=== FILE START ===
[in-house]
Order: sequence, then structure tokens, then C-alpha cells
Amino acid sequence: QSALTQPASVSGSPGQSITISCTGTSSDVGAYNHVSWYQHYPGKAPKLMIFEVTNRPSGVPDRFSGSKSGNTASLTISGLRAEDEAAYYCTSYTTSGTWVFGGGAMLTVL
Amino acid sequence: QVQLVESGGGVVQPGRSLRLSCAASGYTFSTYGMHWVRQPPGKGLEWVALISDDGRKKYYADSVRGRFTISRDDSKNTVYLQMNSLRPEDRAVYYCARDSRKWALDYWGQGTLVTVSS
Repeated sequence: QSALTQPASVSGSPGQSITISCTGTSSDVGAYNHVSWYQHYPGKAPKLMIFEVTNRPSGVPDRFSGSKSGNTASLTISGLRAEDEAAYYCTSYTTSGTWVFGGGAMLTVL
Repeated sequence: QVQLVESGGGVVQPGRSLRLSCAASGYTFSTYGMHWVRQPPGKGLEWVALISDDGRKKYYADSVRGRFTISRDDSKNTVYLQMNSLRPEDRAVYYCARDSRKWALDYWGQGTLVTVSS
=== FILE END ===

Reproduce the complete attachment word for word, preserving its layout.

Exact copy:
[in-house]
Order: sequence, then structure tokens, then C-alpha cells
Amino acid sequence: QSALTQPASVSGSPGQSITISCTGTSSDVGAYNHVSWYQHYPGKAPKLMIFEVTNRPSGVPDRFSGSKSGNTASLTISGLRAEDEAAYYCTSYTTSGTWVFGGGAMLTVL
Amino acid sequence: QVQLVESGGGVVQPGRSLRLSCAASGYTFSTYGMHWVRQPPGKGLEWVALISDDGRKKYYADSVRGRFTISRDDSKNTVYLQMNSLRPEDRAVYYCARDSRKWALDYWGQGTLVTVSS
Repeated sequence: QSALTQPASVSGSPGQSITISCTGTSSDVGAYNHVSWYQHYPGKAPKLMIFEVTNRPSGVPDRFSGSKSGNTASLTISGLRAEDEAAYYCTSYTTSGTWVFGGGAMLTVL
Repeated sequence: QVQLVESGGGVVQPGRSLRLSCAASGYTFSTYGMHWVRQPPGKGLEWVALISDDGRKKYYADSVRGRFTISRDDSKNTVYLQMNSLRPEDRAVYYCARDSRKWALDYWGQGTLVTVSS